Body Mechanics and Artistic Expressions in Wushu Part 1

By Grandmaster Shou-Yu Liang and Master Wen-Ching Wu

Helen Liang- Wushu EmeiSnakeThe philosophy of harmony incorporates an elegant artistic expression, as well as, proper body mechanics. The rhythm of Wushu movements requires that to extend, one must first condense. To go left, first go right. To open, first close. To rise, first sink. To tighten, first loosen. This method of attaining the objective by first beginning with the opposite can be traced back to the philosophy of Laozi. Wushu movements also require that hard and soft compliment each other; offensive implies defense; and defense implies offense. This understanding of the opposing, yet interdependent, aspects are adapted from the philosophy and harmonious integration of yin-yang Proper body mechanics are necessary to utilize the body's potential. In Wushu, natural scenery and animals are often used to describe movements and proper body mechanics. The Twelve Models describe the postures and movements as, "Move like a tidal wave, still as a great mountain, jump like an ape, land like a magpie, balance like a rooster, stand like a pine tree, spin like a wheel, bend like a bow, light as a leaf, heavy as iron, suspend like an eagle, like the wind."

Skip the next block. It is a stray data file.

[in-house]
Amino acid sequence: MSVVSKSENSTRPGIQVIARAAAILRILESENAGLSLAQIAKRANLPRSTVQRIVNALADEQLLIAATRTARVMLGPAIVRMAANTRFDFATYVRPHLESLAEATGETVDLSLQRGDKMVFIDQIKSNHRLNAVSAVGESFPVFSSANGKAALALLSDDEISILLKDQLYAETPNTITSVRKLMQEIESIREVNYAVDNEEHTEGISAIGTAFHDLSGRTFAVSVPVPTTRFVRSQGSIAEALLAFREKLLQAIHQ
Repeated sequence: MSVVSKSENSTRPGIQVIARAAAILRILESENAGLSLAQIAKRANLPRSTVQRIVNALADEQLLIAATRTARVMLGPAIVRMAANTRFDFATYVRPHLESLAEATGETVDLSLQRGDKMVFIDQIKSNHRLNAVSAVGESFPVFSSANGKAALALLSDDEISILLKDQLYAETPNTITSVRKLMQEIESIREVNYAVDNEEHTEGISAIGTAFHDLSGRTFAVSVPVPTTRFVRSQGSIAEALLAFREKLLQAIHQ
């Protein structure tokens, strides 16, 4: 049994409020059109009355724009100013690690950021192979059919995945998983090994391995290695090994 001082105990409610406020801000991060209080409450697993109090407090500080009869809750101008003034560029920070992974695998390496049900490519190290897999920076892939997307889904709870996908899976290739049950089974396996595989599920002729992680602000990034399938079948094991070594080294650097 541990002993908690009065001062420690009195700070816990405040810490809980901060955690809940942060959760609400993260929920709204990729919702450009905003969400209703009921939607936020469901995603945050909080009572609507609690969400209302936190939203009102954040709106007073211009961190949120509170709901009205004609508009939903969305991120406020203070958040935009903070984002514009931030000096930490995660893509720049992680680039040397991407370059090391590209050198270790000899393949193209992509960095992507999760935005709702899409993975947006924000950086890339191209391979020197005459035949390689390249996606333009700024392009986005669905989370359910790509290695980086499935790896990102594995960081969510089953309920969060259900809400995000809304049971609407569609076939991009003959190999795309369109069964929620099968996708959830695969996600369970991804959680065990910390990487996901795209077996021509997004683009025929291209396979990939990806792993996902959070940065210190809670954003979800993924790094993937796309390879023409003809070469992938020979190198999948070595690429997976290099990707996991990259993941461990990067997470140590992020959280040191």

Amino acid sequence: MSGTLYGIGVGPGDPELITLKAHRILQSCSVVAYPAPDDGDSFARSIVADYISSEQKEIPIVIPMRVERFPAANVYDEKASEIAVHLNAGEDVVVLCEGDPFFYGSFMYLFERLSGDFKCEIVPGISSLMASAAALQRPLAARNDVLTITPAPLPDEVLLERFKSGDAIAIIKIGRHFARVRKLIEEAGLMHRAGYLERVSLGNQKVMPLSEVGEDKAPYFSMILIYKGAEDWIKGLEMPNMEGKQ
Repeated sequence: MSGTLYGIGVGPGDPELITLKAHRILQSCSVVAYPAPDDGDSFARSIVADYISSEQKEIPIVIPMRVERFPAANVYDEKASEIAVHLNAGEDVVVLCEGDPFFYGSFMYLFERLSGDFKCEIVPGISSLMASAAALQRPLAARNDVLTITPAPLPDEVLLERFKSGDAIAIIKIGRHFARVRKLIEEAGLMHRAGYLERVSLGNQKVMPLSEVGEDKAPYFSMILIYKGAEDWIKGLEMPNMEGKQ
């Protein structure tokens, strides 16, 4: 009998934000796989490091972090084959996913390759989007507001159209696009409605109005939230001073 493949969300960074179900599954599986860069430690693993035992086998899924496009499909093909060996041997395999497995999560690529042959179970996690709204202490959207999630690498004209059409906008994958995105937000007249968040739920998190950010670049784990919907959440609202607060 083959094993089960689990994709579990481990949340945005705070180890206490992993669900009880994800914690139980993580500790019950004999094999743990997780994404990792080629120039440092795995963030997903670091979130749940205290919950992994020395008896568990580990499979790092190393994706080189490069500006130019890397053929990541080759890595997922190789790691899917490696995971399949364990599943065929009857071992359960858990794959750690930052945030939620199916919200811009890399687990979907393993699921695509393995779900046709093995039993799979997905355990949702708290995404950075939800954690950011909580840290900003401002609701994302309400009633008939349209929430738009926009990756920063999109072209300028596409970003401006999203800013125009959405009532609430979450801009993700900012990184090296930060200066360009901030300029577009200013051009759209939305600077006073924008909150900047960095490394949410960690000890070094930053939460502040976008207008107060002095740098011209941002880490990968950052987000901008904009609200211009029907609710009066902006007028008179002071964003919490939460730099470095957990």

"Move like a tidal wave" describes the powerful, rhythmic, and controlled force of your movement.

"Still as a great mountain" describes the strength of a still posture with an immovable foundation like thatof agreat mountain; and expresses a majestic presence.

"Jump like an ape" describes the alertness and agility of your movements, like that of an ape ina movement involving jumping.

"Land like a magpie" describes the lightness and stability of a magpie when landing on a tree branch.

"Balance like a rooster" describes a one legged standing posture that moves, then stops; similarto the stillnessand alertness of a rooster in motion, then coming to an abrupt stop.

"Stand like a pine tree" describes a standing posture with both feet on the floor. Even though you are standing still, your posture emanates the strength of a pine tree.

"Spin like a wheel" describes a rotational movement, like that of a spinning car wheel with the rotationaxlewelldefined and controlled.

"Bend like a bow" describes the storage of potential power in a bending or twisting posture, resembling a strungbow ready to release an arrow.

"Light as a leaf" describes the lightness of the body gliding effortlessly from one location to the next.

"Heavy as iron" describes an expression of seriousness, but not vicious and out of control.

"Suspend like an eagle" describes an animated state like that of an eagle flying and searching for food on the ground. It is alert and concentrated, not simply moving aimlessly.

"Fast like the wind" describes fast, sharp, and swiftly accomplished movements.